Des Kruger, Director: Tax at Webber Wentzel law firm said that the increase in the dividends tax rate had come as a shock, given that all previous announcements and the law as it stands at present indicate a 10% rate.
"The proposed 50% increase in the dividends tax rate to 15% so late in the day will no doubt cause considerable administration burdens on those companies and regulated intermediaries that have to account for the tax," said Kruger.
He added that foreigners owning property in South Africa would be adversely affected by the increase in inclusion capital gains tax (CGT) rates because non-residents are required to pay CGT on the disposal of any immovable property owned by them in South Africa.
However, Kruger did welcome the proposal to allow a deduction for interest incurred on the acquisition of shares to be deductible in certain circumstances.
PKF chartered accountants and business advisers was surprised by the unexpected increase in the rate at which the new Dividends Tax was being levied at 15% - when 10% had been anticipated - and the increase in the rate of Capital Gains Tax (CGT) from 10% to 13.3% for individuals, from 14% to 18.6% for companies and from 20% to 26.7% for trusts.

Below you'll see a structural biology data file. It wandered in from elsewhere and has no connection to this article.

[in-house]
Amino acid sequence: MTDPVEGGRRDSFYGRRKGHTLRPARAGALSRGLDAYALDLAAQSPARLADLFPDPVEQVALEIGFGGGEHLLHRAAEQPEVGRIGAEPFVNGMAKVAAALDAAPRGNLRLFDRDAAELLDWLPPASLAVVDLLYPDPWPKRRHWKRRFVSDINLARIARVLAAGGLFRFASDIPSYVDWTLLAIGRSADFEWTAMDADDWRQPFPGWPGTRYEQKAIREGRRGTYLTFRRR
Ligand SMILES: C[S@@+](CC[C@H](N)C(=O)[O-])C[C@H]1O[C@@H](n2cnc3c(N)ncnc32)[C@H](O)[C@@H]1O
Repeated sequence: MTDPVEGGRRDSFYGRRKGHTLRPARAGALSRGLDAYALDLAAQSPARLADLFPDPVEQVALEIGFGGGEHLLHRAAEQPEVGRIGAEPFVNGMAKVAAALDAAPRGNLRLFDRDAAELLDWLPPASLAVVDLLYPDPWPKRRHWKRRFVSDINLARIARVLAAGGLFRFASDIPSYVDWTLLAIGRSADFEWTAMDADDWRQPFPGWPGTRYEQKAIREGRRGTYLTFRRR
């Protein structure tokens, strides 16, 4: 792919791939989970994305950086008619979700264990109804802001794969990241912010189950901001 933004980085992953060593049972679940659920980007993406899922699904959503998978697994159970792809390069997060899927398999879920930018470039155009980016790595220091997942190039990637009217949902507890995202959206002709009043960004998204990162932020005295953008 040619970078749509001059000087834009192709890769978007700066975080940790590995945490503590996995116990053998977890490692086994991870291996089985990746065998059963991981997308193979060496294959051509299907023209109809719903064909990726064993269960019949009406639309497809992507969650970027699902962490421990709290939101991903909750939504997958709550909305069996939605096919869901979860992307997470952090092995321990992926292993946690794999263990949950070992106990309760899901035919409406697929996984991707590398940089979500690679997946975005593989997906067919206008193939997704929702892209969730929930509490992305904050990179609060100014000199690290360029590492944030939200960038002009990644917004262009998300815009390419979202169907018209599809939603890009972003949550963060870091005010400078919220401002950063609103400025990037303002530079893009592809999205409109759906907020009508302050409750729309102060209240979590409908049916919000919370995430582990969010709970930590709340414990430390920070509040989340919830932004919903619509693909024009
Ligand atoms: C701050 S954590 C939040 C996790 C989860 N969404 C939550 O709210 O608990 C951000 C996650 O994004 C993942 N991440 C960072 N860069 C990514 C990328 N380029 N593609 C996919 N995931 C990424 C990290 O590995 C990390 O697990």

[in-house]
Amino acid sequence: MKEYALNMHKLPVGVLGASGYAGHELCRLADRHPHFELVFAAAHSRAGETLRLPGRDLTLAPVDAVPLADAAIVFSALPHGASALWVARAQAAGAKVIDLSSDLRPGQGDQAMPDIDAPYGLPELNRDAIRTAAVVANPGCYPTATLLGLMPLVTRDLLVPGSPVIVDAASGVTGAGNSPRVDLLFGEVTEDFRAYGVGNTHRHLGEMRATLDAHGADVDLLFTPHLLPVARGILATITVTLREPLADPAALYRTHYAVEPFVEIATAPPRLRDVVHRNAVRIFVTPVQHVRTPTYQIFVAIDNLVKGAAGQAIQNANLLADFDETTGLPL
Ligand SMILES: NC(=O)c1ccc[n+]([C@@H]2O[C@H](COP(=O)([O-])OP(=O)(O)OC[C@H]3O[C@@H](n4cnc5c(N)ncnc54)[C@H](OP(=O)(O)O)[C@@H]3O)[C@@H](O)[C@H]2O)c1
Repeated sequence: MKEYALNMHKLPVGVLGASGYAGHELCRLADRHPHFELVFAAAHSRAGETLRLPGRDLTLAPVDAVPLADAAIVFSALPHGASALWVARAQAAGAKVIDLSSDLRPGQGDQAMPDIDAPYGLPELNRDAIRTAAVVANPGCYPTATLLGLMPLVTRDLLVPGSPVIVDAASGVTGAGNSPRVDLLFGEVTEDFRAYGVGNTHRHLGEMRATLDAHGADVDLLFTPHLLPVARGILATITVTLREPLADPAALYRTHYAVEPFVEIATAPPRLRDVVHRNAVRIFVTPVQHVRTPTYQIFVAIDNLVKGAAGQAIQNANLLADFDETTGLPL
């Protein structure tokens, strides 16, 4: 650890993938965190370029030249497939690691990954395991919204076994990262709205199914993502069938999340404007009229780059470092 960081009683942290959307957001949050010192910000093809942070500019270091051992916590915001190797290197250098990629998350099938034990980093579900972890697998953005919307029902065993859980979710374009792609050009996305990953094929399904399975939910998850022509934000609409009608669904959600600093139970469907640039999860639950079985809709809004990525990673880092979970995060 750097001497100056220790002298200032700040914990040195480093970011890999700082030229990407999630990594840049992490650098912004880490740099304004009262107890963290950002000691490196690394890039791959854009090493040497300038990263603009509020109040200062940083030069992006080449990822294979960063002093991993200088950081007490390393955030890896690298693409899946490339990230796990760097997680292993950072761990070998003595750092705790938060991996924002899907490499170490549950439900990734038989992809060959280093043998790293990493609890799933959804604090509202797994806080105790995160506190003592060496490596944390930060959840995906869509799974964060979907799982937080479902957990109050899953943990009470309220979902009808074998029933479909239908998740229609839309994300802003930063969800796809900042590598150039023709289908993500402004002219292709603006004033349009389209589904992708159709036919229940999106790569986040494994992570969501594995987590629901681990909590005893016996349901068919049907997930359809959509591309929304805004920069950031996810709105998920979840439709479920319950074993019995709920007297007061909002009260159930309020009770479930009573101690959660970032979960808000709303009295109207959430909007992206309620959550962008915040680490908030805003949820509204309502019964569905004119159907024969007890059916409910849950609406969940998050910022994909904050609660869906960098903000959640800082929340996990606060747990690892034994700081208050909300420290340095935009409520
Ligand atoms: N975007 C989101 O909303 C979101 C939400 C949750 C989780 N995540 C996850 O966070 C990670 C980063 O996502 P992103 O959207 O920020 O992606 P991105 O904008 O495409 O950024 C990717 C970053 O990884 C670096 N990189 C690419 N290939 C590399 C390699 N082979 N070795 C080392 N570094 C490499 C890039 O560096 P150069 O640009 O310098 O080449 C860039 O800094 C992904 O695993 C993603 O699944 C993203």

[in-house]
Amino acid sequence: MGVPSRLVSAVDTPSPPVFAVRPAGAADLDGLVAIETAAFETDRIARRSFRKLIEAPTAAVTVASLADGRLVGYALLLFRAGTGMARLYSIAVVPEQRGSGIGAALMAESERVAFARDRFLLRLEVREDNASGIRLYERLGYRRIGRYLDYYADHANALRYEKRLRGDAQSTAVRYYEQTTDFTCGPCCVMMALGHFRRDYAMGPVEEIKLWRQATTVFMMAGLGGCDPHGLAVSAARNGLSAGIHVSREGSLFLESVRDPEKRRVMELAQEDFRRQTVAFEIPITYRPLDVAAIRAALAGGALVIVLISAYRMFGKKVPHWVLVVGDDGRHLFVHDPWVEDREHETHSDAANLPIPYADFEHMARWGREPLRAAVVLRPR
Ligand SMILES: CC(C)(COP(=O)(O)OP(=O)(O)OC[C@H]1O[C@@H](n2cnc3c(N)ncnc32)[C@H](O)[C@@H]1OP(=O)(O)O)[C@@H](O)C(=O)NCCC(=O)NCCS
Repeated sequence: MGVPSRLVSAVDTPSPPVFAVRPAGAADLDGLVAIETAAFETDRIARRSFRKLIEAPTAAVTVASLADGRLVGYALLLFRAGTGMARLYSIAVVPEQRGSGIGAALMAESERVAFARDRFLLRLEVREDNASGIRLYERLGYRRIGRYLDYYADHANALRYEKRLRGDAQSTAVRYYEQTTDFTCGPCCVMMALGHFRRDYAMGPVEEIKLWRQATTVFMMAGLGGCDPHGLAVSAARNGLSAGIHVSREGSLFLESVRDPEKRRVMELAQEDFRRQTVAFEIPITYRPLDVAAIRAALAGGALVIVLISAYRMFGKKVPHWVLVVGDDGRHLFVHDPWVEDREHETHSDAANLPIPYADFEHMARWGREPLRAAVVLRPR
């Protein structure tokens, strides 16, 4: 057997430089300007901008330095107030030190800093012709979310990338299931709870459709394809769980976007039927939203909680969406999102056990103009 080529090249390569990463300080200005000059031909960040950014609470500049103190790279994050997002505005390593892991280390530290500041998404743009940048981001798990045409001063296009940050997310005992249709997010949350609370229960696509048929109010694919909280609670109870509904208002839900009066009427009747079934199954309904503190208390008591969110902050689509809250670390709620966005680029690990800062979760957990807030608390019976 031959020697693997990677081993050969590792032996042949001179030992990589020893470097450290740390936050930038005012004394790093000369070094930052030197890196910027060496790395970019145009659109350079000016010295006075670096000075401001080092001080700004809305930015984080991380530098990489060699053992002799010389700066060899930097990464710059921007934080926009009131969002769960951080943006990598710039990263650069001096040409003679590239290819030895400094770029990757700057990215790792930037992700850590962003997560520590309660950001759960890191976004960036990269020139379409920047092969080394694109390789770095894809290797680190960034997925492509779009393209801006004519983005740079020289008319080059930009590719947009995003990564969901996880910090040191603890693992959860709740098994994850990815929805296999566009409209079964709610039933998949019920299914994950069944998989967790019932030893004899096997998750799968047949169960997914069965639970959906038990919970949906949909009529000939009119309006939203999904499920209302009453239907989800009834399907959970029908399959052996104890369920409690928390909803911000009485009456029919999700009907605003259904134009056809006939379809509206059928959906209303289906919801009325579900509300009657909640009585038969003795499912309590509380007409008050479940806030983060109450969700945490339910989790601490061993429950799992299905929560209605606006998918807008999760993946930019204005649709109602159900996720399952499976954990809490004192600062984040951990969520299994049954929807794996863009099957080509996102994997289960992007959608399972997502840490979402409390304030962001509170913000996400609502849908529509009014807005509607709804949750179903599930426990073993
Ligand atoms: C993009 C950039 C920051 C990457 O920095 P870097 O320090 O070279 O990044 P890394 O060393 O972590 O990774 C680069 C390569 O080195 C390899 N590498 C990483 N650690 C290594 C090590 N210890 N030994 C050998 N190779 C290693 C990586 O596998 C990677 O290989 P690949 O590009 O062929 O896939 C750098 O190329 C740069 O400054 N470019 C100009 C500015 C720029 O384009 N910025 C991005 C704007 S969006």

Eugene du Plessis, director of tax at the company said the budget had hit the high net worth individual (HNWI) sector.
"They are targeting the HNWI with measures that can only affect the wealthy, and by removing legitimate means of reducing their tax burden. While this is being viewed as 'a more equitable means of spreading the load', targeting the high proportion of their income that HNWIs earn from passive investments in reality it is making South Africa such a high tax country for the wealthy that there is little incentive for them to live here as opposed to more developed countries," said Du Plessis.